stores. Deh 4f rta i s
good.

MAY 2 7 1268


I.F.A.S. Univ. of Florida





i-.iArt.-u C. -'_.cy, Feiruiay 1, 1955.


r1 EICZJr(c- 'L .-1.VGE Pr4i- QuLvE1 EY_-IE L PE'-.'.J ese pr2car rt sent sales iad uotations as
ro-.oated h, unresFsc.r4t L beeaeeTers a:- nacr.ev i.e 4'.er. Bec-zLse cf %:.e ua.y t.:o-uze-as i te t--ejte'rs
-r.d h-er.dler:, rn *j. rour. tr t..ese s.ho.,ld be cor.sider as ro-,'rset.t.tivc prices a not as full aid
umrple:i .r<-voer-t : ,f ill1 tr#;,al-zctj-xer for a .y th.c or art-a.


4 %O'j,. s 'rL ". : jF. KI :AS : I CCLF A rsGFAI PRICE A I-lSIS
SC U. F LE : STATE : "JC E OF S-LEX

CALIF.
SOU. Alfalia,LLEnt A-.ber-Ez.Lt.A.:er 11-4 del. lEPB. A1'alfae ClevLr
,Lig.t AbezC 11-1 lfw 14t fob.
Sape, Extra 'White d1 el. Mixed Flowrs, Light As'tor 14? "
", hite 1.-1 i. Clover 14r "
Extra La gt Ajr.-r 1 i WISX. Clovt. Basw.od 144 "
*rang1o, iExtrq. Li ht Aa.bf.r 1 M Mixc4 Flrcrs, Lint to Faijnc-.b.r 1V(
CENT. Cuttcn, L.gW,t Aafer 11l *i rIx. Clover, abAitc i14 "
NC?. Th.istle Light An.bei--Ex.Lt.Aer 11 Lig i-t Amber 14 "
Thistle-Alfalfa Lzgtt Amber lO ILL. Mixed Fll.mcrs, to Ir..rs 134 &i1.
MCEG. Cluver-.Tetcn,Exara Li ght Amber 13V fob. TT. Clovur 15 fb.
Dark, c:.rrying mint flavor 11 PA. Mixed Flowcrs, Dark 11'-
CLO. lover-All.lfa 11-1' dol. M14D. Tulip-Ccldcnrod 1I "
Li At Anb. r mixedd Flcrers S-l0 d/4 TE T'. 1-tixca licwors 1.. T
In.:O AlfL.f,-Clcvrr ll-4- 3f f b. FLA. Drums: Ccntainrs Exchanged
:'NT. Clov r,cxtr-.i W.ite 1f -141- Jhitc-Liht Amber Crangc 12 "
IOWA CrLvor Is A".-kcr Callbcrry 11i "
-l.icd Flowers, Dark 100 "

FDJ'0ERL-P1C.08s' OR PACZR SJJES OF HOJEY 'lt VIWU l LIS RETAlE s CSJuI--TS
- ---_-__. 1C_
SLTE; T53 1 F T,_Y ON'EIaIIE .p, COLRB d!D hT.JJSSL E'Zr-S l C L
SFRmI' SOuLCE i/ : (GAerally dclivoz d): LC(e-rally dclive.'-d: (Loca-l Salc)
EIZPRC3I ICE n oCGSpCis ZB kc2
FEZ&. Alfalfa-lovr 11 -
COLO. Swo.tclovcr, White 15,
TELS Clover 181t 19.4 -
OKLA. SWoctclovwr 18
NITE. Clover-hlfalfa 16 -
Mixad FloMers 15 -
IGKS. alf lf-Clovor 1
"WISC. ClovLzr-Basswocd 1I6-1
Mixed Flcwors, Light abcr-Ambcr 14- -
MDIN. Clover 17g 15-17
..Y. Clovor 15'
PA. Clovcr I.1
MD. Clover 2
F". Whito-Light Aabor Orange 174 196& 2
AzIbuLr-Various Flowers 15!24- 17 5/6" 21 /3


CL.IF.
NJmi Thistle 20/
OR. Clover-Alfalfa 19 -
COLO. Sweetclover, hiitc 204
MO0 AlfalfeaClover 18 -
TFIAS 1Mxed Fnowrs 1B-
Clover 22.80 24. 2 -
OKLii. Sweetclovcr 184 18-19 -
NEBR. Clovo.lfalfaL 186 -
FK';S. Alfalfa-Clovor -" 16 /3/ 20
'-1i. Clover 17 2:r'
WISC. Clovor-Passwood 200 24 -
MDIN Clovr 20-27;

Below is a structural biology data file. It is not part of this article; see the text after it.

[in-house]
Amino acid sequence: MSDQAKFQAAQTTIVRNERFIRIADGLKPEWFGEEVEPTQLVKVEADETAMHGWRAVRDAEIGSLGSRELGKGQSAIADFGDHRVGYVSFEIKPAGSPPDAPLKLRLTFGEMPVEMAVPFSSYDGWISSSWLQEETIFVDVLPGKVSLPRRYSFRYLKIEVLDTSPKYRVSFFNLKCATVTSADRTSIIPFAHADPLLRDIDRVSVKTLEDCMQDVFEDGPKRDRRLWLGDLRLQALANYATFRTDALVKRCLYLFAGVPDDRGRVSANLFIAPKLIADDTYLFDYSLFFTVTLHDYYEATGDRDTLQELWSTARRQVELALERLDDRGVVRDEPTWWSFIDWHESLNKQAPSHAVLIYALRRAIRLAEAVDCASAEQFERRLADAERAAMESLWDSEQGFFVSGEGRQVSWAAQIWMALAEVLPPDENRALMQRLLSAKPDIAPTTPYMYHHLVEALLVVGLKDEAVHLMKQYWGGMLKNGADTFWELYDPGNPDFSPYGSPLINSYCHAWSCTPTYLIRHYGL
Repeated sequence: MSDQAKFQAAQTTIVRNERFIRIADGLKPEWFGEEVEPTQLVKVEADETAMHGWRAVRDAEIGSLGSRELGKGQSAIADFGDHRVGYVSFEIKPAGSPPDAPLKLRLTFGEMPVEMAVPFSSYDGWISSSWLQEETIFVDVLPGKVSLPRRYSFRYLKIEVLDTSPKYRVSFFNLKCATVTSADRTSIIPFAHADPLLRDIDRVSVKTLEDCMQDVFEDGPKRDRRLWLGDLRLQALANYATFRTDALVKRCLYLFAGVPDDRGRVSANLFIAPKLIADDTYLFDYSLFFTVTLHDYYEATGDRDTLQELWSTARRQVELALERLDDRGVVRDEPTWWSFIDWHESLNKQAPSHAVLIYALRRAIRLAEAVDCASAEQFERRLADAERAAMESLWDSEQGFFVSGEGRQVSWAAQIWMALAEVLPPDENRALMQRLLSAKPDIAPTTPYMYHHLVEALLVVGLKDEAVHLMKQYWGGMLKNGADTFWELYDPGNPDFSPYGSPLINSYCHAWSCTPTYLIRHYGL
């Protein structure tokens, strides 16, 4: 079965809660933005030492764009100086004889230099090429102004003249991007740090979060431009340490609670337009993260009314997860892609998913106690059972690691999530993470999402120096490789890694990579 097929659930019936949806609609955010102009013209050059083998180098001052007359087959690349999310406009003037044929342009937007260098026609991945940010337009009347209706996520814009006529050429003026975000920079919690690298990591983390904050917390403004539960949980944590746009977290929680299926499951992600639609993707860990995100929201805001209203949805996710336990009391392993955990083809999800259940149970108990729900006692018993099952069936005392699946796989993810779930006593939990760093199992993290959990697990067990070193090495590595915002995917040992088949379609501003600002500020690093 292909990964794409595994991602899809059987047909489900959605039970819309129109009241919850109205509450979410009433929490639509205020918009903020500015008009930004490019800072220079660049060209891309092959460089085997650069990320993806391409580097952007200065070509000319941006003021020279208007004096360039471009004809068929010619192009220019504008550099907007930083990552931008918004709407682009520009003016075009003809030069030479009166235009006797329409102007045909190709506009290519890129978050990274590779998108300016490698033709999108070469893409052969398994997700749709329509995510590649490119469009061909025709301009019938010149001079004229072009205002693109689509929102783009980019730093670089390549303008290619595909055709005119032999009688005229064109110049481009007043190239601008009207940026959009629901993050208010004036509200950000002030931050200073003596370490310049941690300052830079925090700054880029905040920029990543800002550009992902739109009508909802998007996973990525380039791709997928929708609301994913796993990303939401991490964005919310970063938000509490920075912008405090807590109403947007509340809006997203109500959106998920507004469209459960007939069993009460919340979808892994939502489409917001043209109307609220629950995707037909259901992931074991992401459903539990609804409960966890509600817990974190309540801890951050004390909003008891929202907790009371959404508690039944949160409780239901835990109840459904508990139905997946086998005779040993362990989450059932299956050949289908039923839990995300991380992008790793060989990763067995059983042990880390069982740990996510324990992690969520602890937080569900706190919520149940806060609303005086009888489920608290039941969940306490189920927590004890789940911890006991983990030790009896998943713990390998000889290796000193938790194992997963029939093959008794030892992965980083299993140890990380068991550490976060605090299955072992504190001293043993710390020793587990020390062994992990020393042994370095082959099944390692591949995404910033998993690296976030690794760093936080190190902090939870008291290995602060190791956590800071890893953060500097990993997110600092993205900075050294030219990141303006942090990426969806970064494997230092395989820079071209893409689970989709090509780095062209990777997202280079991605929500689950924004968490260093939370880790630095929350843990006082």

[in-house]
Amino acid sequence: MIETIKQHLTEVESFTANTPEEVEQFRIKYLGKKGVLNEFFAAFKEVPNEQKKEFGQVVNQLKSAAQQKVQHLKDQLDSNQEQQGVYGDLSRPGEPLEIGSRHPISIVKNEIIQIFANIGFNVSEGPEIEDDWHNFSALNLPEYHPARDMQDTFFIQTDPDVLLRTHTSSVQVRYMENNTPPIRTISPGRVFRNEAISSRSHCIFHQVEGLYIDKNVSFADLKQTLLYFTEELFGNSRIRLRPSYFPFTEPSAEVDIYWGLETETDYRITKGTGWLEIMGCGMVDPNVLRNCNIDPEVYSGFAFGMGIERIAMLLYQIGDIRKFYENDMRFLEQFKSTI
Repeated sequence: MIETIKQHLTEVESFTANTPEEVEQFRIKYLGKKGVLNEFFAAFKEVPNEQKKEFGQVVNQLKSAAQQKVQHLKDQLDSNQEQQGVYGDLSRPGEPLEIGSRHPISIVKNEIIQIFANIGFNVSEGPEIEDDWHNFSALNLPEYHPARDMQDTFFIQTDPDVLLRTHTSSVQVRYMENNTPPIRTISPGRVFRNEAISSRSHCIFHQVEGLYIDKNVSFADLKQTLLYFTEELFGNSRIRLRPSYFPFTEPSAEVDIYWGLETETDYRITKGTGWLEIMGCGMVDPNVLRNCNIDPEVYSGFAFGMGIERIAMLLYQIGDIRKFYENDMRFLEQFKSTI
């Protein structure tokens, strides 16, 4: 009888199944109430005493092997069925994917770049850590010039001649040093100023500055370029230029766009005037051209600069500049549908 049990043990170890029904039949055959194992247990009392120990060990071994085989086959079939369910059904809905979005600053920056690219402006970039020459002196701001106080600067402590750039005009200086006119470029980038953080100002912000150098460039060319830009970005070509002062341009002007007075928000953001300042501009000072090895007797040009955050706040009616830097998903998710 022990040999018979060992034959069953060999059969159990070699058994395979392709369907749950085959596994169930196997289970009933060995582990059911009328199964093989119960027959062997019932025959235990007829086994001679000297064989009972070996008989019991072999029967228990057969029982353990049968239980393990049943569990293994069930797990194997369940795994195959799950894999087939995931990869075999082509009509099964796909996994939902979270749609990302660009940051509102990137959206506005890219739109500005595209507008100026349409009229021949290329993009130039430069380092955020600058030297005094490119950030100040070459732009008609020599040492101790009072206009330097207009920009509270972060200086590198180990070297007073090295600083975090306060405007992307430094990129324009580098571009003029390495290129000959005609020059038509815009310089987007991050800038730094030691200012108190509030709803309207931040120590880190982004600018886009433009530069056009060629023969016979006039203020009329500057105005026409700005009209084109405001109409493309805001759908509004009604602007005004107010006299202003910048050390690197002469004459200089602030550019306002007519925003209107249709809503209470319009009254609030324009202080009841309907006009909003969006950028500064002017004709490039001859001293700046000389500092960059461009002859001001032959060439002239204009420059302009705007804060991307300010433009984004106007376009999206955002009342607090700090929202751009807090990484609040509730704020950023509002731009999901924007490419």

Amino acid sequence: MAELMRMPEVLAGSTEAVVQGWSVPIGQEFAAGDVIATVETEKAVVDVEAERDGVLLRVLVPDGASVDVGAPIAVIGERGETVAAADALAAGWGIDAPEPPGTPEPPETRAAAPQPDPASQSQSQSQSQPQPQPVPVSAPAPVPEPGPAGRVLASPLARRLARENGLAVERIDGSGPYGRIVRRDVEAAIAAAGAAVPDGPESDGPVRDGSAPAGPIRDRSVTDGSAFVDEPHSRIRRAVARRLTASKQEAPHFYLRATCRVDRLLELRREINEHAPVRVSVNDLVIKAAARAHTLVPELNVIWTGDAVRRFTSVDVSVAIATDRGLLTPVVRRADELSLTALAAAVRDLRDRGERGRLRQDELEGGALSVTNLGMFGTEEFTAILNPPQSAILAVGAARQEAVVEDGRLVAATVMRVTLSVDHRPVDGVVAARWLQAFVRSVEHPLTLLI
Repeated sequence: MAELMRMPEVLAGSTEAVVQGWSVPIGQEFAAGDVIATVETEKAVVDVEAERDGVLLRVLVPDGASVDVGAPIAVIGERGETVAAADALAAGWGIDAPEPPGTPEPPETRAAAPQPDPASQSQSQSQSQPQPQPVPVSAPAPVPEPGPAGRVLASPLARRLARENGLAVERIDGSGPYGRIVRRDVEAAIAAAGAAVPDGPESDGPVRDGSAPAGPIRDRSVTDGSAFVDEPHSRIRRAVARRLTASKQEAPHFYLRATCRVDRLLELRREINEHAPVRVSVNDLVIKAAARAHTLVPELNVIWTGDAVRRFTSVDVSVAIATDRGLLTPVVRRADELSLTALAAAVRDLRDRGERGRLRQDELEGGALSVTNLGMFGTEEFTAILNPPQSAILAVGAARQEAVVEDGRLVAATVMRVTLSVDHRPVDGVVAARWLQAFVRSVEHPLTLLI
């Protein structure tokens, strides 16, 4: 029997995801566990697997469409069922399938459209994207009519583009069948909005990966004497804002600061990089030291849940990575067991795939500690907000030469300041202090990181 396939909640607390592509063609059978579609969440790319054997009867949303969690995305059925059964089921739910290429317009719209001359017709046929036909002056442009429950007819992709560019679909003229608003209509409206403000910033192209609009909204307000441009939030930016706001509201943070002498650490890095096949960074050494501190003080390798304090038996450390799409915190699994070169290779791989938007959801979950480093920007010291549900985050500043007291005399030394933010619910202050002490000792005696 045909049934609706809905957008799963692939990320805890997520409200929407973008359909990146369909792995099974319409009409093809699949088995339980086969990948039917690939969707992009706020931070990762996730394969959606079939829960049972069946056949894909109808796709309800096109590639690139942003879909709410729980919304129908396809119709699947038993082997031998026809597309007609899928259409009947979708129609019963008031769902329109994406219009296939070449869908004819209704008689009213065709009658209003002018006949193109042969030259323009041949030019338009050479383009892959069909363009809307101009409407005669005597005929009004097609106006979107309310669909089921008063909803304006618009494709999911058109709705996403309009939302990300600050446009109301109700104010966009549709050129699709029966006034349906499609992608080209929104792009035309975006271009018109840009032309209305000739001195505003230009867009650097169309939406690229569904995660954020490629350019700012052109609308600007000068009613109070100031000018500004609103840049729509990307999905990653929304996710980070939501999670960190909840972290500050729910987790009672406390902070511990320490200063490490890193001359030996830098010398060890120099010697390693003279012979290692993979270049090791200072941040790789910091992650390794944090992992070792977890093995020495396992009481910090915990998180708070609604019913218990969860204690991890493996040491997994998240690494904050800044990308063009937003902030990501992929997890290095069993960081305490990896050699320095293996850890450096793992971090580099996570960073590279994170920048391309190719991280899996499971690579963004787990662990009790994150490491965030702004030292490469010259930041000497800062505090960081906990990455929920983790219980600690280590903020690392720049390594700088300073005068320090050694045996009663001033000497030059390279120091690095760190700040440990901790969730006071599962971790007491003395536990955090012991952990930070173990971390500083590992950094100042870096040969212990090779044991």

IIL. Swoatclover 25 -
N.Y. Clover 25f'
7T. Clover 220 240 30;
P?. Clover 26 25-350
D. T'ilip- oldunxod 254
Lima Buan-Clov r-ak 3C,
TBIN. Hixed Flowu r 25
rI,t. Whit-Li ht Anmbcr Orangn 170 19.6^ 23.-
Amber, Various Flwers 15 1 /,3* 17 576* 21 1/34
Tupolo, Aab-.r 18 ? z20e 250


- continued -




Tuesday, Fcbrjaly 1, 1955.


_' _C, _- F OSRLC__ jO_ 0 _

r ._i CeneUaa dceircd)^(c-Eal -.- liaC-dy lCoQal Sa-ies.s
9 ETD HCJfr -. 1/ I -, : i, -- -e as. Pe- ms Q P-JaRr-
-IAO I1fatJfa CloTor 5.00 -
MEi'S Mixcd FlowGrs 5.40-6.25
Clover 6.25 6.80
3EIk. Swoetclover 5. 9 4.80-6.20
NEBR. Clov x-Allfalfa 5.10 -
IcNTS. Alfalfa Clover 5.20
WISC. Clover-Basswood 5.75 6,90 -
IMTN. Clover-Basswood 5.75-5,85 -
M. Clover 6.75- 65-750
14'D. Lina Beon-.Clove:r-imnac 6.10-6.50 -
F TL,. White-Light Amber Orange 4.65* 5.35* 540
Amber, Various Flowers 4.15* 4.77* 480
Amber'Tupolo 5.60* 6,00* 55o
-----------^i4 -------------------------------------------------------------------------
WFACTE4L 80 = 24J LB, L ILMTBi_
IDAHO Alfalfa-Clover 5.25 -
TEXAS Mixed Flowers 5.40-6.00
Clover 6.50 7.00
0ELA. Sweetclover 6.15 6.00-6.40
:EF R. Clove-4Alfalfa 5.45
'JijS. Alfalfa-Clovor 5.40 -
aT '-. Clover 5.00
WISC. Clover-Basswood 6.00 7,20
MITN. Clovei-Basswood 6.30-6,40
ILL. Swoetclover 6.48 -
J. Y. Clover 30 each
VT. Clover 6.15 7.25 400 each
PA. Clover 7.20 40-45
MD. Lima Bean-Clover-Sumac 6.00-6.50 -
VA. Mixed, Liht 7.68 40
FIA. White-Light Amber Ozenge 5.17* 5,95* 30
Amber, Various Flowers 4,66* 5.35- 270
Amber Tupelo 5.75 6.25 330
--------------------------------------------------------------------
TEK. Mixed Flowers 3. 60-3.80
Clover 3.70 4.00 -
OKIA. Swoctclover 3,60 3.75
NEBR. Clover-Alfalfa 3.35
KARS. Alfalfa Clover 3.30
MICH. Clover 3.36
WISC. Clover-Basswood 3.50 4.20
Pa. Clover 4.20 23
i-L. Clover-Bean, Light 3.50 -
IA. White-Light Amber Orange 2.97* 3.40* 170
Amber, Various Flowers 2.72* 3.15' 160
Amber Tupelo 3,75* 4.00* 20
DELKTIO' C0?T {EY_-CASL - - -- - - -
OREG. Clover--Alfalfa, 12 oz. 7.60
KaNS. Alfalfa Clover, 13 oz. 9.00
IIL. Clover, 13 oz. 10.90
VT. Clover 12 oz, 9.00
PA. Mixed Flowers, Dark, 12 oz. 450
-.; I- S CQM -----------------------------------------------
i';S. Alfalfa-Clover 24/- 6.75
12:/ 6.15
12 12.00
DEL. Lima Bean, 1/ jars 6.72 35!
MD. Mixed Flowers, 1 jars 4.00
Mixed, Liiht, 24/i jars 8.00 450
1?312 jars 6.35 -
TENN. I-hzed 1X jars 30

I/ State of origin indicartcs State whcir p.--lktd, not neccssnrily where produced. The term "Clover" includes
most logprnios such as W}ite Dutch C1wtvr, Iu4haim Clovcr,.YTll w and White SwIoYt.vl'vr,5 and occasiotnilly such
legumns as alfalfa and Veb,'h niirml with (hbor CI.,vcEIs. i'ra-ir+->tes w;lns f.o.b. slipping point


via 44,**. 25, )D. C,


- 3 -






ruiio y, Fclru'ry I, 195-.


. ...-u.1_. '..'. u-". -, x a I_ ic. ,


.:,"-..-_H r.:F' : : ;. ._ riwd J n. I-:'.,)
S r.* ,,n, f ". T. "-
_'_h-* ',- etun~e ~:re .,9 : r ,er-]. :rir.;
E. C ''. ; ; ri ; *.-izx T.ble sr. w.
The .." -fi i i te i.n .:.--t.err I., .' .
.. j I ; i ,-. t -.i : .- c 1 1.' 1 -.A ie r l
r i:. the :...u;.' isa is :.tEff .t h-Ev -i r,
to ssur : 1.--: .itul i : 7;. tir.T, water *or
ext LJ. .,;r 1 ,' s B s.. wir.t .:r.:. weIl,
.o. ,!, they h ive .--: r, i'.t fo r:e-
t A 1 end wil .. *1 ,a r I fli,.t I.cirtly.
OF ':.! for ,. t. e h.,u.L ,'..s swo., is cod C- ut
*/L-r., little is left Ir. re..: (. .rs' h nLrd..
Ut.. i. north certri; Jt:. the .- rALy
r.-wf "11 i hs been noral, althIg
abititonal sncw in the watershleds would he
?t sir, ', .- rE- iir. s eId blow nor.el
iurn..: L st -f th.s priod. Bees re
:.:r i.r. rtly 'r- tering w-.ll nd h, ye berL, rear-
1:'.4 S br!. i. the -.st Mr-ith. Iate Tebrubry
or early PM-~ch f'.-ding is expected to be
nf.CLssELry in rany yerds.
.LyBRlt Colj, story weather rrzveilLl over
-ucl- of *he St:.te during this period.
.!iition-l snow is n.teed to assure